It's possible that an iron from a fixed grooving plane would be suitable, but let's wait for the other photos.
 

Corneel

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Yes the crossbars where used to hold on to, but being square, that can't have been too comfy.
 

Corneel

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It looks like the seller still has some blades in stock. So I'll wait what he can offer me.
 

AndyT

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That reminds me - I'd not looked at Ducotools for a while - they offer antique tools from the UK and other European countries and their website is in English as well as in Dutch.

Tools like this German plough for €40:




or this French one for €55:



or this "Plettenberg" plough for €200



- just in case anyone is feeling flush and is easily tempted!!

(And where else are you going to get an eighteenth century eel spear?!)
 

Pete Maddex

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Hi, Chaps

Isn't it facinating how tools with the same function look so different, I would have expected the best parts of the designs to have migrated across and planes to have become more uniform.

Pete
 

Corneel

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And here's a picture of the underside, the mouth area.



As you can see, the groove in the iron is in the wrong spot, and there is not much room for a wide iron.

Further it's in pretty good nick for a 165 year old plane.

Tomorrow I'm leaving on holliday, so the project is put on hold for a while (4 weeks to south east Asia, yeah!)
 

Corneel

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Well, I had to kick this topic again, because I am still looking for an iron. The seller of the plane gave me another iron, but it is the Britisch type which is wide at the top and then 1/4" at the working end. Of course I could grind the wide part. But this iron happens to fit very nicely in my Moseley plow plane which doesnt have a 1/4"'in its set. So I would rather look around for the right iron for this Dutch plow.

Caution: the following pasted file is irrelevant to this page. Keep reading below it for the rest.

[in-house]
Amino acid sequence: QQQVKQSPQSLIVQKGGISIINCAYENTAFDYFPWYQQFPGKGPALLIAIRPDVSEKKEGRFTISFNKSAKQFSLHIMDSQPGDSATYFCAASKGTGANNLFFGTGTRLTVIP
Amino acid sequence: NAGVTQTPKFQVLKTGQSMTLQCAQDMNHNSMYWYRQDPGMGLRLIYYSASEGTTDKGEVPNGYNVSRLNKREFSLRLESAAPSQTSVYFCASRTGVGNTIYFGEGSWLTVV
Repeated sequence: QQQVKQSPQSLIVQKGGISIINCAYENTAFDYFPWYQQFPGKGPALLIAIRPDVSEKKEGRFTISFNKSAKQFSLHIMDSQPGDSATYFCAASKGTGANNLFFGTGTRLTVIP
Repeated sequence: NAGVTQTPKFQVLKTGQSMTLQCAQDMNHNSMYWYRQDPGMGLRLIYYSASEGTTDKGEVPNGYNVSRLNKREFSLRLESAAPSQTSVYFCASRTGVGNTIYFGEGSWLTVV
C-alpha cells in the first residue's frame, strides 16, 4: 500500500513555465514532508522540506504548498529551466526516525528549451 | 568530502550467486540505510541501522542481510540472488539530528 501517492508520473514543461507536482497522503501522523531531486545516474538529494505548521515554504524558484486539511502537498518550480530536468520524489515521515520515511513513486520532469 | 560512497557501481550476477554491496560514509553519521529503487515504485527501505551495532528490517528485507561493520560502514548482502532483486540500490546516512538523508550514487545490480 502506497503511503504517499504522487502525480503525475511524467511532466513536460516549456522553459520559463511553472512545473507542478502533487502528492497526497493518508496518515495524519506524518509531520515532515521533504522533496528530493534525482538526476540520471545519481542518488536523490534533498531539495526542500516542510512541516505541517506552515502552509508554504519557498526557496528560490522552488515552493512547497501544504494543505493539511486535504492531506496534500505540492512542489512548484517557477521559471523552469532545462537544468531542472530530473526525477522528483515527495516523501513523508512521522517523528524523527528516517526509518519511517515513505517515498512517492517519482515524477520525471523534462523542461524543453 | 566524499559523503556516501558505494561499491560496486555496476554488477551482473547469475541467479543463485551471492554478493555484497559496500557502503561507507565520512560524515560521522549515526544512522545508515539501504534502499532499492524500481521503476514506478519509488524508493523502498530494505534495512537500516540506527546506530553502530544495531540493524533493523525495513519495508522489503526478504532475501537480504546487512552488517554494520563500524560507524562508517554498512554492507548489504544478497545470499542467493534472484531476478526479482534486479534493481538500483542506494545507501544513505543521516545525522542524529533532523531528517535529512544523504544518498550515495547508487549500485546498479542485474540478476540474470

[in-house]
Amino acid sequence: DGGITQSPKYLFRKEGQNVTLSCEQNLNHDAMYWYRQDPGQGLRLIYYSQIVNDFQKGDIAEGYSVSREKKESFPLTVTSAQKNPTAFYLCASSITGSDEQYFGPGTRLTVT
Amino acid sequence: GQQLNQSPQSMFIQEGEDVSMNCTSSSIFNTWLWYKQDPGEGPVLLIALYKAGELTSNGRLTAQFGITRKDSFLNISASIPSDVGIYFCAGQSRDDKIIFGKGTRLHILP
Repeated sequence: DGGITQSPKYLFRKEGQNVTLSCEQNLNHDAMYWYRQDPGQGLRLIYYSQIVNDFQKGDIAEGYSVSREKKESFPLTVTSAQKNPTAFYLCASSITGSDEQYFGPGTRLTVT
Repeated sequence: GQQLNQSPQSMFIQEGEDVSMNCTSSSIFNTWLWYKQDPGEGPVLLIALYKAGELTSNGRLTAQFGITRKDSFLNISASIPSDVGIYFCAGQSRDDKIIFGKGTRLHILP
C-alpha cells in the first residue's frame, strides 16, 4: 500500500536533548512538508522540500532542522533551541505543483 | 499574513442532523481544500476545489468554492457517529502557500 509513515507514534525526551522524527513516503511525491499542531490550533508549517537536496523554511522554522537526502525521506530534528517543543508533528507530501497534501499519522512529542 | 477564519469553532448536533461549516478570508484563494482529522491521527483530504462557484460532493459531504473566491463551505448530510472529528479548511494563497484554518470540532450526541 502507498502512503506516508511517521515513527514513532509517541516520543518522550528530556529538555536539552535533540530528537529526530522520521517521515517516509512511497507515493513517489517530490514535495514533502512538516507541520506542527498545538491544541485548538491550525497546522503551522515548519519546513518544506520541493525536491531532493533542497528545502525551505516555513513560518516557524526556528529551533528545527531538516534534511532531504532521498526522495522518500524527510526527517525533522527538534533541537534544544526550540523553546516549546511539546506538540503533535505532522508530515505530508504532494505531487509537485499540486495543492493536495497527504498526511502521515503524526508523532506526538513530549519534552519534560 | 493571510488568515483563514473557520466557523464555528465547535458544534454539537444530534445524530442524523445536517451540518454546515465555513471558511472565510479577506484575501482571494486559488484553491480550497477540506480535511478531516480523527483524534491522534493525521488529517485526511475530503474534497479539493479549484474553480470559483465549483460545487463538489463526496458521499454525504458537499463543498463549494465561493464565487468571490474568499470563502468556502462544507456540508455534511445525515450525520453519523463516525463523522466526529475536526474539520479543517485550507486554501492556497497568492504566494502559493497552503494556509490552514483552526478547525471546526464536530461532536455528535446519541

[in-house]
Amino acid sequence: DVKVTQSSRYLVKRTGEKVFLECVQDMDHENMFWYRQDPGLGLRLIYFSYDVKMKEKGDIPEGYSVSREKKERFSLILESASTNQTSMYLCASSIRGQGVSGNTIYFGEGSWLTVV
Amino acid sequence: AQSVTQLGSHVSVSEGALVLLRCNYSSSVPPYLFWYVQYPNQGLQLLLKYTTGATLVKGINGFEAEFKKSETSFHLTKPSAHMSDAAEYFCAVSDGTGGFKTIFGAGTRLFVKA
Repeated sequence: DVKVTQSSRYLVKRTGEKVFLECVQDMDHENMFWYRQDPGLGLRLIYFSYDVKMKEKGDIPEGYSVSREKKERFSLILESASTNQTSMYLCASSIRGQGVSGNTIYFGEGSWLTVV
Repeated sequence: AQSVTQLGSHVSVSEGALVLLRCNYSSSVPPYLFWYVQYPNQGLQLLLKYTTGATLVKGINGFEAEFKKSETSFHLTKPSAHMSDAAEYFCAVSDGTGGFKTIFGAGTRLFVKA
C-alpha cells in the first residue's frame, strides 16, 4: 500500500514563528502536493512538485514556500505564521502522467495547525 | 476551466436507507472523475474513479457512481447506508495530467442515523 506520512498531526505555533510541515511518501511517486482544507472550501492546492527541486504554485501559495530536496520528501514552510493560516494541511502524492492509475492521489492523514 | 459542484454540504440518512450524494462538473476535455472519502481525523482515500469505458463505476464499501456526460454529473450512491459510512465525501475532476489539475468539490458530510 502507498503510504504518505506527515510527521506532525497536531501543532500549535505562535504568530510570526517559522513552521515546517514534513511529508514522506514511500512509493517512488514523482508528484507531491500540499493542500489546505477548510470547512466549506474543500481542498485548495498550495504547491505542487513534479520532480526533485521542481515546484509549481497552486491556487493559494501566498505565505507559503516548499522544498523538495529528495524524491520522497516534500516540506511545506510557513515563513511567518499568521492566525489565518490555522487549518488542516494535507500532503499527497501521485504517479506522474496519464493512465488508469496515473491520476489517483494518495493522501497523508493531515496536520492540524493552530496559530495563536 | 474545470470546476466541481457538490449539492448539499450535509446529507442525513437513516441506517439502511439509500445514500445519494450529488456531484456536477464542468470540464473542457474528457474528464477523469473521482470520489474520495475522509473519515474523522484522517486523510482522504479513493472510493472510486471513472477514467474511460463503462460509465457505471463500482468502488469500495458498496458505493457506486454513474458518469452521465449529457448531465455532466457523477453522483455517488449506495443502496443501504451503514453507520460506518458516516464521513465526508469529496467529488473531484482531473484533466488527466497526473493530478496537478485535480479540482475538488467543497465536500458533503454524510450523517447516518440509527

So I am looking for a tapered plow plane iron, with a groove at the back to fit the skate. It should be 1/4" all the way from the top to the bottom (more or less of course, a little bit of tapering wouldn't harm the plane).

If somebody in the UK could find such an iron and send it over the Northsea, I would be very gratefull. All costs are mine of course.
 

MickCheese

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Have you had a look on eBay?

There are some plough plane blade sets, one is only £5.00 for 14 blades, cannot see if or by how much they are tapered though.

If you do find anything that is suitable and need someone in the UK to bid and send on then I would be happy to do that for you, as I am sure others would too.

Good luck.

Mick
 

Gerard Scanlan

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Corneel.
It might be easier for some one to find the correct shape of iron kicking around if you could take a picture of it with a ruler next to it. I wonder if the damaged iron is the original iron? Could a blacksmith repair it?

Toby.
The language is called Dutch, the country is called 'The Netherlands'. Sometimes people get confused by the fruit and veg boxes and on Edam cheese that have 'Holland' on them and think that is an alternative name for 'The Netherlands' but it is the name of the province in the Netherlands that produces this stuff.

Another translation for a 'veerploeg' I found was 'tonguing plane' which would suggest that tonguing board edges was the main use for a plane like this.
Corneel do you think that the original users back in 1847 cut a tongue and groove in three stages with this plane? Or did they make lap joints along the edges of the boards? Or does this plane have a twin?

Gerard
 

Corneel

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As far as I know this is just a plow plane (a veerploeg in Dutch) with one cutter. Most grooves in cabinetry are 1/4". When they wanted a wider groove, they would cut several grooves side by side. Very wide grooves: just two grooves at the outer edges and then removing the wood in the middle with a chisel. For tongue and groove you had special planes with fixed fences. That is much faster then having to reset the fence all the time and cutting the tongue in two stages.

I will make some pictures tonight. That will make clear what I mean.
 

Corneel

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Here you can see what I mean. These irons come from other planes and don't fit my ancient Dutch plow.

The top one is the typical Britisch type. You find these in sets. At the required 1/4" width they are always much wider at the top.

The bottom one is what I am looking for. This one comes from a simple fixed fence groovingplane, maybe part of a tongue and groove set. This one is too wide. I'm looking for a similar one in 1/4".

Hopefully someone finds an iron like this.